• dennis wise

    I think the biggest take away from this fight is how Cotto’s career might have been different if he linked up with a good trainer after the falling out with his uncle. He spent years preparing for fights basically without a real trainer. Physically, he is clearly not what he once was, but from a technical stand point, he looked improved with this new trainer. But more importantly he went in with a well thought out strategy. The biggest change from the first fight was that early Cotto pushed Margarito off when in close, later he clinched, as Mosely did against Margarito. And he even showed some of Pacquiao’s moves (albeit a lot slower) with same one-two combo then turning Margarito. I can’t help but wonder what if he had made a move like this around the time of the Mosely fight, or even before the Pacquiao fight.

  • Andrew Fruman

    Yeah, he looked sharp and confident – and yes, unlike the first fight, he wasn’t afraid to get physical. The quick combos, followed by the turn were very effective. I actually thought he could have done even more in those situations, as Margarito was wide open for a right hand after the turn, but instead Cotto played it a little safe and often danced away without following up. Still, it’s hard to be critical, as he really fought a great fight overall. @dennis wise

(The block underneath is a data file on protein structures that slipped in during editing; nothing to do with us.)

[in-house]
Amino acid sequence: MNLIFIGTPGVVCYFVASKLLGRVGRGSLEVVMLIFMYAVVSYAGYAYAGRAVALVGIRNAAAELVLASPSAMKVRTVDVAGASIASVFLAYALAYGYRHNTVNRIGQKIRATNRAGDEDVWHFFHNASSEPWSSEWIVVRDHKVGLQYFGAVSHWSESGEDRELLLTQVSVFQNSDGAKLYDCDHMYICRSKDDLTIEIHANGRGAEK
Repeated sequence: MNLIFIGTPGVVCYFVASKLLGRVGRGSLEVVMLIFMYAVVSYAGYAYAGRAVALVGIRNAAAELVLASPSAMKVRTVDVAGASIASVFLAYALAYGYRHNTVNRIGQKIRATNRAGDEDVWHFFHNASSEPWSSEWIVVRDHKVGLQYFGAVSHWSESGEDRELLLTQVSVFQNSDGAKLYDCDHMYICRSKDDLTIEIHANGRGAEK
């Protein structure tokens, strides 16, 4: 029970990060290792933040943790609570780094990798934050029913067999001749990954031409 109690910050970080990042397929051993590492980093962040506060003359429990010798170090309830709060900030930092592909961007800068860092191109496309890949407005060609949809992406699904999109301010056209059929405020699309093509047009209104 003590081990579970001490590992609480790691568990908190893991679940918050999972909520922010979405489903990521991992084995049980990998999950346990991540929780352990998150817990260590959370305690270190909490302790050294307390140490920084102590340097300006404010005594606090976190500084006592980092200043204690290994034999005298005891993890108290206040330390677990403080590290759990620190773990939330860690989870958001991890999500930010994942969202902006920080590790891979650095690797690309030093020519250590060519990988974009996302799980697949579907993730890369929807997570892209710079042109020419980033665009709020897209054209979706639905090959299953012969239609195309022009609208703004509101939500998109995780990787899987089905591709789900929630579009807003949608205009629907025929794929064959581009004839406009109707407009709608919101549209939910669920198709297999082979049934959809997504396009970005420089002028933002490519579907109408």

• Andrew Fruman

    Yeah, he looked sharp and confident – and yes, unlike the first fight, he wasn’t afraid to get physical. The quick combos, followed by the turn were very effective. I actually thought he could have done even more in those situations, as Margarito was wide open for a right hand after the turn, but instead Cotto played it a little safe and often danced away without following up. Still, it’s hard to be critical, as he really fought a great fight overall. @dennis wise

  • dennis wise

    @rufus.t.firefly I agree the general strategy was exactly the same, but with several finer points that made a big difference. the early pushing off, the clinching in the second half and general bullying of Margarito up close didn’t give Margarito a chance to get a rhythm earlier and it also ate up a lot of time that otherwise was spent trading punching in close in the first fight

  • dennis wise

    @rufus.t.firefly I agree the general strategy was exactly the same, but with several finer points that made a big difference. the early pushing off, the clinching in the second half and general bullying of Margarito up close didn’t give Margarito a chance to get a rhythm earlier and it also ate up a lot of time that otherwise was spent trading punching in close in the first fight